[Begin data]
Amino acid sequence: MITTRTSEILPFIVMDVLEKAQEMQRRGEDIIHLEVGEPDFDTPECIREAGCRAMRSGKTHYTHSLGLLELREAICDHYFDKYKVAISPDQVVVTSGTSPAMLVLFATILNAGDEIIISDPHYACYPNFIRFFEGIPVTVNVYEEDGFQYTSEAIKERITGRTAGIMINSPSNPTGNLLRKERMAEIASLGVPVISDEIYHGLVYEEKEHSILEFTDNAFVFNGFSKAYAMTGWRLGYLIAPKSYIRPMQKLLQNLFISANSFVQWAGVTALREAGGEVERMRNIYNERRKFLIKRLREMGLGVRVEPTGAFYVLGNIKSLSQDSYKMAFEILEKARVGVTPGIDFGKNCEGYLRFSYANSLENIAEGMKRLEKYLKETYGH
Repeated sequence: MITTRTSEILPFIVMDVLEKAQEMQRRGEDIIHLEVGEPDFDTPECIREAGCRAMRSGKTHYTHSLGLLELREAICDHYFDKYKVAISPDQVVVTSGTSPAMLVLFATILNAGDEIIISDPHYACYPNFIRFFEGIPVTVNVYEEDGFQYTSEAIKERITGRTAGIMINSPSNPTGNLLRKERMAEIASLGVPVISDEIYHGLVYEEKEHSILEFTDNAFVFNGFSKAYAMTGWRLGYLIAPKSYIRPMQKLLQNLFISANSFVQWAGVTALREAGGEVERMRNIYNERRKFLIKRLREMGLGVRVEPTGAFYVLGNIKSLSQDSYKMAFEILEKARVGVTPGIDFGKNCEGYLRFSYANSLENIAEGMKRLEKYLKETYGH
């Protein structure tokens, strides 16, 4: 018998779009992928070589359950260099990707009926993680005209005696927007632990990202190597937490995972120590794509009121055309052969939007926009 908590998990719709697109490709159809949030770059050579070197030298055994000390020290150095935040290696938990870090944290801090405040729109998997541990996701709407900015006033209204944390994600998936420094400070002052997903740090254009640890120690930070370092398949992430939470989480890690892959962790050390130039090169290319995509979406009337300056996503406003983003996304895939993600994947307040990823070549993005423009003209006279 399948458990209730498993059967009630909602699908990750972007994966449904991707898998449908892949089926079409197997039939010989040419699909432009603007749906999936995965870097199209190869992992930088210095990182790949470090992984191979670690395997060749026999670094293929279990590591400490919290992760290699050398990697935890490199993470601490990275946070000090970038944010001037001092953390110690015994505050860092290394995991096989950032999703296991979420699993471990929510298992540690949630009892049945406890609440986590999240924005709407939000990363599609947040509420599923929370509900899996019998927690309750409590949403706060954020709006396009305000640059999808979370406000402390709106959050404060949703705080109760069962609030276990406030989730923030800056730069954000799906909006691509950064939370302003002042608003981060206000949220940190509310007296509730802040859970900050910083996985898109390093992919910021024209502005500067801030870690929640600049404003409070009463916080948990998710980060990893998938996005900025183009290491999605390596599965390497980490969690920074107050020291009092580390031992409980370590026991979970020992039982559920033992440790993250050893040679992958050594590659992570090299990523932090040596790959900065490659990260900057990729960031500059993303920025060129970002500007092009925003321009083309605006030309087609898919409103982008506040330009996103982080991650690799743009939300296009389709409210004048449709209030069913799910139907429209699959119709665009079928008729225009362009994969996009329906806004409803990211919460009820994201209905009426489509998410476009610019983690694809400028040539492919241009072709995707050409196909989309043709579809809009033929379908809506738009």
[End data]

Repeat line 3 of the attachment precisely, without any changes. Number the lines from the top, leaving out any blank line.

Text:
């Protein structure tokens, strides 16, 4: 018998779009992928070589359950260099990707009926993680005209005696927007632990990202190597937490995972120590794509009121055309052969939007926009 908590998990719709697109490709159809949030770059050579070197030298055994000390020290150095935040290696938990870090944290801090405040729109998997541990996701709407900015006033209204944390994600998936420094400070002052997903740090254009640890120690930070370092398949992430939470989480890690892959962790050390130039090169290319995509979406009337300056996503406003983003996304895939993600994947307040990823070549993005423009003209006279 399948458990209730498993059967009630909602699908990750972007994966449904991707898998449908892949089926079409197997039939010989040419699909432009603007749906999936995965870097199209190869992992930088210095990182790949470090992984191979670690395997060749026999670094293929279990590591400490919290992760290699050398990697935890490199993470601490990275946070000090970038944010001037001092953390110690015994505050860092290394995991096989950032999703296991979420699993471990929510298992540690949630009892049945406890609440986590999240924005709407939000990363599609947040509420599923929370509900899996019998927690309750409590949403706060954020709006396009305000640059999808979370406000402390709106959050404060949703705080109760069962609030276990406030989730923030800056730069954000799906909006691509950064939370302003002042608003981060206000949220940190509310007296509730802040859970900050910083996985898109390093992919910021024209502005500067801030870690929640600049404003409070009463916080948990998710980060990893998938996005900025183009290491999605390596599965390497980490969690920074107050020291009092580390031992409980370590026991979970020992039982559920033992440790993250050893040679992958050594590659992570090299990523932090040596790959900065490659990260900057990729960031500059993303920025060129970002500007092009925003321009083309605006030309087609898919409103982008506040330009996103982080991650690799743009939300296009389709409210004048449709209030069913799910139907429209699959119709665009079928008729225009362009994969996009329906806004409803990211919460009820994201209905009426489509998410476009610019983690694809400028040539492919241009072709995707050409196909989309043709579809809009033929379908809506738009």